With Kantianism understood, one can now make a judgment of the correct cave situation.  With this understanding to duty rather than emotional or end goal, again it is apparent that the lives of nine hold sway over the life of the one.  So it would be the duty of everyone in the cave to survive while it would be the duty of the one stuck to die so others could live, again sticking the C-4 were the person would feel the least amount of pain.

The next question you would have to ask yourself is what would I do, and why?  Would you look at the situation according to the categorical numbers, or duty, or emotion, or a plethora of other ways when you find yourself in a situation like that?

By getting an appreciation of Utilitarianism and Kantianism, one can have a better understanding  of how people make choices and determines accuracy in a right or wrong situation.  Eleanor Roosevelt may have said one of the greatest sayings to deal with ethics, “Do what you feel in your heart to be right–for you will be criticized anyway.  You’ll be damned if you do and you’ll be damned if you don’t.”

Imperialism and Expansion

It is difficult to not be a little pro-imperialist if you are an American.  We have already used drastic measures to acquire the lands we now possess so why should it be any different if we choose to claim foreign lands that we won by victory of war?  Lands that now have access to the markets of the world.  Who are some in U.S. history that have been in favor of Imperialism and what were their arguments?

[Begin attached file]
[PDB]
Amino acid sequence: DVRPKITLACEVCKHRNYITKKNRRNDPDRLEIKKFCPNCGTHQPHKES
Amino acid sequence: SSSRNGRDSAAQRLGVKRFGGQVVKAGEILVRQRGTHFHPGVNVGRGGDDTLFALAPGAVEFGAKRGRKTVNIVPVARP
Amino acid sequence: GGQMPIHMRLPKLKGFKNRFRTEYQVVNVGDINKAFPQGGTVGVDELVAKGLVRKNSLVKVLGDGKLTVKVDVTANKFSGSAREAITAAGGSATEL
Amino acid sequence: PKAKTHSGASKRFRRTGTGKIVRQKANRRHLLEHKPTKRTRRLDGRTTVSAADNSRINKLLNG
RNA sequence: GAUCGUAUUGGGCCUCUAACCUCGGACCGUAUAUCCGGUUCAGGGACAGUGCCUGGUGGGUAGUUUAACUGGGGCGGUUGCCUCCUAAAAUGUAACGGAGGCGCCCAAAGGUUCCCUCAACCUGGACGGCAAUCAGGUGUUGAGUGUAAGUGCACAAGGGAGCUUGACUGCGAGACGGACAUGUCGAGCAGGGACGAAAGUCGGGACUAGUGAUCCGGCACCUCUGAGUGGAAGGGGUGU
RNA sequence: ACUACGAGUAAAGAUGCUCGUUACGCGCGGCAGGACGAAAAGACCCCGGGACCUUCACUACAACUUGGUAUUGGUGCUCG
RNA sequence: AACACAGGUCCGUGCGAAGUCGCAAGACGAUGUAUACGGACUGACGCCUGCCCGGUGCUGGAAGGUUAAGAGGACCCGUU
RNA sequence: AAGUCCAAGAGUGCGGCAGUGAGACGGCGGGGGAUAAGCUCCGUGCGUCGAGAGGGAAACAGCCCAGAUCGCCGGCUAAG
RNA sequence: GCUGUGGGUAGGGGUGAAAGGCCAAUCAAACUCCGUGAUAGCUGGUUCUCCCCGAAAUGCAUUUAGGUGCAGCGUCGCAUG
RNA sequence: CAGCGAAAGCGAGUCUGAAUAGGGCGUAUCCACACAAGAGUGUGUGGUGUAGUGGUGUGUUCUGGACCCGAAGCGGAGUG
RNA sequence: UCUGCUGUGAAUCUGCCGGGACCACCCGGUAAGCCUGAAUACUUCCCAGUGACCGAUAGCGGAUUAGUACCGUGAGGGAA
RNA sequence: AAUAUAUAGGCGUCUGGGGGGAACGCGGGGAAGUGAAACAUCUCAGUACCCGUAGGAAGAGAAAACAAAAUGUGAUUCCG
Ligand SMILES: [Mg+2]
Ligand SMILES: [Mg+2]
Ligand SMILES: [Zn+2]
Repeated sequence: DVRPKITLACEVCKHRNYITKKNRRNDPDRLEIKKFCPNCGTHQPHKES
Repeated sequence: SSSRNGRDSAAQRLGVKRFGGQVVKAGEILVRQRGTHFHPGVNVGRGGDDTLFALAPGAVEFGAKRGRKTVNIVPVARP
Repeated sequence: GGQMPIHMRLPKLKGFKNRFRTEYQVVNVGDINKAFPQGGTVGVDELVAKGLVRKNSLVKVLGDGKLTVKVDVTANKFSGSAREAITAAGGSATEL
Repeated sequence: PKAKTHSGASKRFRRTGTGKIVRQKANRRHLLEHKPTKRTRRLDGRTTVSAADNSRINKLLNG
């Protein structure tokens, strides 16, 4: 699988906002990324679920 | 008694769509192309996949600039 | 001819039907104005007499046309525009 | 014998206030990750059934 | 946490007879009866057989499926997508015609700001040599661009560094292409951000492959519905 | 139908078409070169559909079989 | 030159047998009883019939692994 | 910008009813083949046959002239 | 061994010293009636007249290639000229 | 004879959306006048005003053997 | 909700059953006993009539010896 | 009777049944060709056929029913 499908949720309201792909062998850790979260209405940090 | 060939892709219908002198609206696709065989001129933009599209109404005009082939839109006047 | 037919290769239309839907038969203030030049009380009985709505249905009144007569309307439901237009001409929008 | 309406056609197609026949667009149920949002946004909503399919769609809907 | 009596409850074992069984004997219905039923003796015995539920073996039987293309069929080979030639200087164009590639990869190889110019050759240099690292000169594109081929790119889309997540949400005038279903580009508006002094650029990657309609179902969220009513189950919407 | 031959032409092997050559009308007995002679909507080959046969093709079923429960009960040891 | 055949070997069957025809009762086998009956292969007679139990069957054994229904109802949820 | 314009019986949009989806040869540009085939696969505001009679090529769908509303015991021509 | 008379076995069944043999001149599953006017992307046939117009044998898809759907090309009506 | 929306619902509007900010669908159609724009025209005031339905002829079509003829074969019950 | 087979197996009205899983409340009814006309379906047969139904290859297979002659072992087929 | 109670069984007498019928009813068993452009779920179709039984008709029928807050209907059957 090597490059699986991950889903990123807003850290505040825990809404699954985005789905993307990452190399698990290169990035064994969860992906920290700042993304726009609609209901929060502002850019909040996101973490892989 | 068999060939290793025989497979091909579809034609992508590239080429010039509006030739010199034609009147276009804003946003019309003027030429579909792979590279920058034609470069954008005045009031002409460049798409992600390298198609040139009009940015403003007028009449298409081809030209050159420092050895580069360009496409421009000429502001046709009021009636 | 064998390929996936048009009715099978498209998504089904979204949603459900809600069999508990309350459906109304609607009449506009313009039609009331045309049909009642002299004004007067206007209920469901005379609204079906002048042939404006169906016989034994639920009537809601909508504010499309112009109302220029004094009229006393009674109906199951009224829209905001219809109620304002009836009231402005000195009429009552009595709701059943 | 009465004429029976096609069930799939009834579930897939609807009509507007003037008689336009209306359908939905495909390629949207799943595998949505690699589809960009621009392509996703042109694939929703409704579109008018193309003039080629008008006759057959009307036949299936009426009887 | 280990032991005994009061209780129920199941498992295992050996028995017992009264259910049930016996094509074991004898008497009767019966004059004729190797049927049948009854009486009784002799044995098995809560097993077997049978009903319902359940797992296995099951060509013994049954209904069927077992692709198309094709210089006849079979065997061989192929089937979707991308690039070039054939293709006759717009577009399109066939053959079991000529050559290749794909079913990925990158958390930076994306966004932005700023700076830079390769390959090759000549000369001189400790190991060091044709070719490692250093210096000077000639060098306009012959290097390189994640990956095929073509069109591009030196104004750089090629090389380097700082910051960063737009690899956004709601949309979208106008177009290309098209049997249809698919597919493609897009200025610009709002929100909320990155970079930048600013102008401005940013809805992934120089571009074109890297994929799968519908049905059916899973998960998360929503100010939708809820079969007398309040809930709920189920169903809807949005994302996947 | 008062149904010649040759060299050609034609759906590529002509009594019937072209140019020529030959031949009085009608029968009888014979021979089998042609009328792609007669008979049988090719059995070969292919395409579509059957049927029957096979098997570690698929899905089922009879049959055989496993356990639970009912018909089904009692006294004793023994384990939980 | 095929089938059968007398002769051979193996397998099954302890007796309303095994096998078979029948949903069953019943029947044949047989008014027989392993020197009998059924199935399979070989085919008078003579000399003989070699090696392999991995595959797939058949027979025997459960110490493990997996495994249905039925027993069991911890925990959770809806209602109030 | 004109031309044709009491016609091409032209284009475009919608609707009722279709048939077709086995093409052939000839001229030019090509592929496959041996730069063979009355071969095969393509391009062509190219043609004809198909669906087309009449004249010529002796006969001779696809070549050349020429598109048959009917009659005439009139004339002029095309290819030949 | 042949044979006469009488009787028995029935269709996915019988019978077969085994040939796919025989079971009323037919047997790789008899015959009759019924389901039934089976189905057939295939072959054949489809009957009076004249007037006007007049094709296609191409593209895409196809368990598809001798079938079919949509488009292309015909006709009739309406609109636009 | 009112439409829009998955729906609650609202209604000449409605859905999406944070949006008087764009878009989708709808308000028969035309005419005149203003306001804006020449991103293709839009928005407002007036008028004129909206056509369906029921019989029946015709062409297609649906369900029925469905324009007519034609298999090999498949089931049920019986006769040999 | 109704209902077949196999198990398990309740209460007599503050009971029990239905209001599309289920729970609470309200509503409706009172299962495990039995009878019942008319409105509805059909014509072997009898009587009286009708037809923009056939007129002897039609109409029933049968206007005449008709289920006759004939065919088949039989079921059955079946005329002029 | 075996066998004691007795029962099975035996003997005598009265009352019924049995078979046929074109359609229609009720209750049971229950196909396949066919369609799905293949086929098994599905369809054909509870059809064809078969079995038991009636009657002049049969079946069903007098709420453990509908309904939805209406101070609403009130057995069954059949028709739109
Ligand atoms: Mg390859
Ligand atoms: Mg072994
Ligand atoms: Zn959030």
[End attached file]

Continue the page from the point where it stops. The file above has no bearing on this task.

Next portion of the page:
A voice in  the time period that urged American expansion was President McKinley (1843-1901) who stated on many occasions that, “I went down on my knees and prayed Almighty God for light and guidance mare than one night.”  Then the truth was spoken to him, “That there was nothing left for us to do but to take them all, and to educate the filipinos and uplift and civilize and Christianize them by God’s grace do the very best we could do by them, as our fellow men, for whom Christ also died” (Beisner, p.199).  McKinley’s outlook on the Filipinos was basic, as stated to a group of Methodist Church visitors, “We could not turn them over to France or Germany–our commercial rivals in the orient, that would be bad for business and discreditable” (LeFeber, P. 201).  And that is how you have to think if you want to be in league with other world powers; a kind-of sociopathic mentality.